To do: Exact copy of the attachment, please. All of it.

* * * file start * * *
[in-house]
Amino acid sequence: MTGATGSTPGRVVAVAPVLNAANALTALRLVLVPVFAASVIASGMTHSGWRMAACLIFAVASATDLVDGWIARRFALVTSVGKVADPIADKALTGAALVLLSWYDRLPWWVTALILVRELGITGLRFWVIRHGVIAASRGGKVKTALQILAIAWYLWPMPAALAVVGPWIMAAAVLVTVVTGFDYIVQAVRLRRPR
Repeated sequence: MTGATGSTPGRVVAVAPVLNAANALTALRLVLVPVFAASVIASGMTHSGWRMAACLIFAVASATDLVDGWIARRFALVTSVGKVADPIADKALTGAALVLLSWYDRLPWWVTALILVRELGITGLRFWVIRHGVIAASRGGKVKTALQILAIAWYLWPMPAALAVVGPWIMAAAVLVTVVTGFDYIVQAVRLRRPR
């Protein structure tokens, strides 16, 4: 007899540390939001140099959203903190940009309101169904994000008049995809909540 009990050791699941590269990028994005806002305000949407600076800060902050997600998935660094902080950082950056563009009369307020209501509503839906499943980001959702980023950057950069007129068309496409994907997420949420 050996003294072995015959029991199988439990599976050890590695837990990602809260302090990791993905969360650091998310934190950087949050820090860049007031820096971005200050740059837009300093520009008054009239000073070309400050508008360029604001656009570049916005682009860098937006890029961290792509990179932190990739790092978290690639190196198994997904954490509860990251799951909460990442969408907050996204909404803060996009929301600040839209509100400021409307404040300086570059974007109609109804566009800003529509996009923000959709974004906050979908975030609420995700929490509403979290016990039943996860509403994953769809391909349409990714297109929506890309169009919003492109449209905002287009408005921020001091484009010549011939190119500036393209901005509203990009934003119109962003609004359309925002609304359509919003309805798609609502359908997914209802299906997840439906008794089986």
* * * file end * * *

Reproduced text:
[in-house]
Amino acid sequence: MTGATGSTPGRVVAVAPVLNAANALTALRLVLVPVFAASVIASGMTHSGWRMAACLIFAVASATDLVDGWIARRFALVTSVGKVADPIADKALTGAALVLLSWYDRLPWWVTALILVRELGITGLRFWVIRHGVIAASRGGKVKTALQILAIAWYLWPMPAALAVVGPWIMAAAVLVTVVTGFDYIVQAVRLRRPR
Repeated sequence: MTGATGSTPGRVVAVAPVLNAANALTALRLVLVPVFAASVIASGMTHSGWRMAACLIFAVASATDLVDGWIARRFALVTSVGKVADPIADKALTGAALVLLSWYDRLPWWVTALILVRELGITGLRFWVIRHGVIAASRGGKVKTALQILAIAWYLWPMPAALAVVGPWIMAAAVLVTVVTGFDYIVQAVRLRRPR
């Protein structure tokens, strides 16, 4: 007899540390939001140099959203903190940009309101169904994000008049995809909540 009990050791699941590269990028994005806002305000949407600076800060902050997600998935660094902080950082950056563009009369307020209501509503839906499943980001959702980023950057950069007129068309496409994907997420949420 050996003294072995015959029991199988439990599976050890590695837990990602809260302090990791993905969360650091998310934190950087949050820090860049007031820096971005200050740059837009300093520009008054009239000073070309400050508008360029604001656009570049916005682009860098937006890029961290792509990179932190990739790092978290690639190196198994997904954490509860990251799951909460990442969408907050996204909404803060996009929301600040839209509100400021409307404040300086570059974007109609109804566009800003529509996009923000959709974004906050979908975030609420995700929490509403979290016990039943996860509403994953769809391909349409990714297109929506890309169009919003492109449209905002287009408005921020001091484009010549011939190119500036393209901005509203990009934003119109962003609004359309925002609304359509919003309805798609609502359908997914209802299906997840439906008794089986």